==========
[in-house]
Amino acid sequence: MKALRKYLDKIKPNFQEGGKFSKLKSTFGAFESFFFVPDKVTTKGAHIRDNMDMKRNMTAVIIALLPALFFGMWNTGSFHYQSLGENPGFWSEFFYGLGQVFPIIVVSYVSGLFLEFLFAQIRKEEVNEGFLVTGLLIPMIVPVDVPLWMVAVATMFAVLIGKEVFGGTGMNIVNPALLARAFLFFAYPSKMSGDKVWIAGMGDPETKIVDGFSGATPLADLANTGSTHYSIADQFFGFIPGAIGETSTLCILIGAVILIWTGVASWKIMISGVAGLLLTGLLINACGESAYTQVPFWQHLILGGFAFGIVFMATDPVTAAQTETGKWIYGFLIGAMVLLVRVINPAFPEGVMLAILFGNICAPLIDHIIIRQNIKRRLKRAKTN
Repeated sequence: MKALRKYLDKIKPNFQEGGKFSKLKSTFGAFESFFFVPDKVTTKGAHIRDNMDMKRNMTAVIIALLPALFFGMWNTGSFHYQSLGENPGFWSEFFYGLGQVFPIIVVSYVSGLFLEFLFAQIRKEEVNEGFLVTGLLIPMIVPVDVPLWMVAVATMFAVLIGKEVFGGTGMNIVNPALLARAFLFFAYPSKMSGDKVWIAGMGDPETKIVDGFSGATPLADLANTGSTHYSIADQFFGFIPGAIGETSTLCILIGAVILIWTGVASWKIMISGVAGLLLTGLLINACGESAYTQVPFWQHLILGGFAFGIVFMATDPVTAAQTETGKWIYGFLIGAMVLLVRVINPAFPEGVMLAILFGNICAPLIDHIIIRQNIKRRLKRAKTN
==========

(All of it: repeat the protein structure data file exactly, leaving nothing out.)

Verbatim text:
[in-house]
Amino acid sequence: MKALRKYLDKIKPNFQEGGKFSKLKSTFGAFESFFFVPDKVTTKGAHIRDNMDMKRNMTAVIIALLPALFFGMWNTGSFHYQSLGENPGFWSEFFYGLGQVFPIIVVSYVSGLFLEFLFAQIRKEEVNEGFLVTGLLIPMIVPVDVPLWMVAVATMFAVLIGKEVFGGTGMNIVNPALLARAFLFFAYPSKMSGDKVWIAGMGDPETKIVDGFSGATPLADLANTGSTHYSIADQFFGFIPGAIGETSTLCILIGAVILIWTGVASWKIMISGVAGLLLTGLLINACGESAYTQVPFWQHLILGGFAFGIVFMATDPVTAAQTETGKWIYGFLIGAMVLLVRVINPAFPEGVMLAILFGNICAPLIDHIIIRQNIKRRLKRAKTN
Repeated sequence: MKALRKYLDKIKPNFQEGGKFSKLKSTFGAFESFFFVPDKVTTKGAHIRDNMDMKRNMTAVIIALLPALFFGMWNTGSFHYQSLGENPGFWSEFFYGLGQVFPIIVVSYVSGLFLEFLFAQIRKEEVNEGFLVTGLLIPMIVPVDVPLWMVAVATMFAVLIGKEVFGGTGMNIVNPALLARAFLFFAYPSKMSGDKVWIAGMGDPETKIVDGFSGATPLADLANTGSTHYSIADQFFGFIPGAIGETSTLCILIGAVILIWTGVASWKIMISGVAGLLLTGLLINACGESAYTQVPFWQHLILGGFAFGIVFMATDPVTAAQTETGKWIYGFLIGAMVLLVRVINPAFPEGVMLAILFGNICAPLIDHIIIRQNIKRRLKRAKTN